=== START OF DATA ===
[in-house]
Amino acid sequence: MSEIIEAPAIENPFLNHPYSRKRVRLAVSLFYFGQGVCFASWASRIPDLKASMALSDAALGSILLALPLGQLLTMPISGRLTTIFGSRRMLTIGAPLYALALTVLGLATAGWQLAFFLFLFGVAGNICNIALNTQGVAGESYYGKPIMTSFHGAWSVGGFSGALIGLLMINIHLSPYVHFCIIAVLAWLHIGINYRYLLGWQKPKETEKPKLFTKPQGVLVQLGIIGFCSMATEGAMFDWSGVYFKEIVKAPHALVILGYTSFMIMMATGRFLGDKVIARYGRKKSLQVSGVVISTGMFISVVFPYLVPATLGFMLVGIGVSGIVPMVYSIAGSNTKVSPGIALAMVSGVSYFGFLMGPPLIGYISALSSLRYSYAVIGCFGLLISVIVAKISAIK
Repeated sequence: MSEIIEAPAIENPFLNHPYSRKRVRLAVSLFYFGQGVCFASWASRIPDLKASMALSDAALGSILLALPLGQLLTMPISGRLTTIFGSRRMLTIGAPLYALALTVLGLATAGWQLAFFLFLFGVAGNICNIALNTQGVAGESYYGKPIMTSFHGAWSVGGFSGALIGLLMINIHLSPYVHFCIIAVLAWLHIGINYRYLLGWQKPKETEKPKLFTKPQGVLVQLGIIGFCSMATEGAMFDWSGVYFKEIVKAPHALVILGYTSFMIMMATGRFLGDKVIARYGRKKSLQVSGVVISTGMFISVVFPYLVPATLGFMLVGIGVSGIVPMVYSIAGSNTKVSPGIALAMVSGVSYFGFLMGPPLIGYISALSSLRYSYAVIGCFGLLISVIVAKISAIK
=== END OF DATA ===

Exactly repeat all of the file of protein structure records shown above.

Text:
[in-house]
Amino acid sequence: MSEIIEAPAIENPFLNHPYSRKRVRLAVSLFYFGQGVCFASWASRIPDLKASMALSDAALGSILLALPLGQLLTMPISGRLTTIFGSRRMLTIGAPLYALALTVLGLATAGWQLAFFLFLFGVAGNICNIALNTQGVAGESYYGKPIMTSFHGAWSVGGFSGALIGLLMINIHLSPYVHFCIIAVLAWLHIGINYRYLLGWQKPKETEKPKLFTKPQGVLVQLGIIGFCSMATEGAMFDWSGVYFKEIVKAPHALVILGYTSFMIMMATGRFLGDKVIARYGRKKSLQVSGVVISTGMFISVVFPYLVPATLGFMLVGIGVSGIVPMVYSIAGSNTKVSPGIALAMVSGVSYFGFLMGPPLIGYISALSSLRYSYAVIGCFGLLISVIVAKISAIK
Repeated sequence: MSEIIEAPAIENPFLNHPYSRKRVRLAVSLFYFGQGVCFASWASRIPDLKASMALSDAALGSILLALPLGQLLTMPISGRLTTIFGSRRMLTIGAPLYALALTVLGLATAGWQLAFFLFLFGVAGNICNIALNTQGVAGESYYGKPIMTSFHGAWSVGGFSGALIGLLMINIHLSPYVHFCIIAVLAWLHIGINYRYLLGWQKPKETEKPKLFTKPQGVLVQLGIIGFCSMATEGAMFDWSGVYFKEIVKAPHALVILGYTSFMIMMATGRFLGDKVIARYGRKKSLQVSGVVISTGMFISVVFPYLVPATLGFMLVGIGVSGIVPMVYSIAGSNTKVSPGIALAMVSGVSYFGFLMGPPLIGYISALSSLRYSYAVIGCFGLLISVIVAKISAIK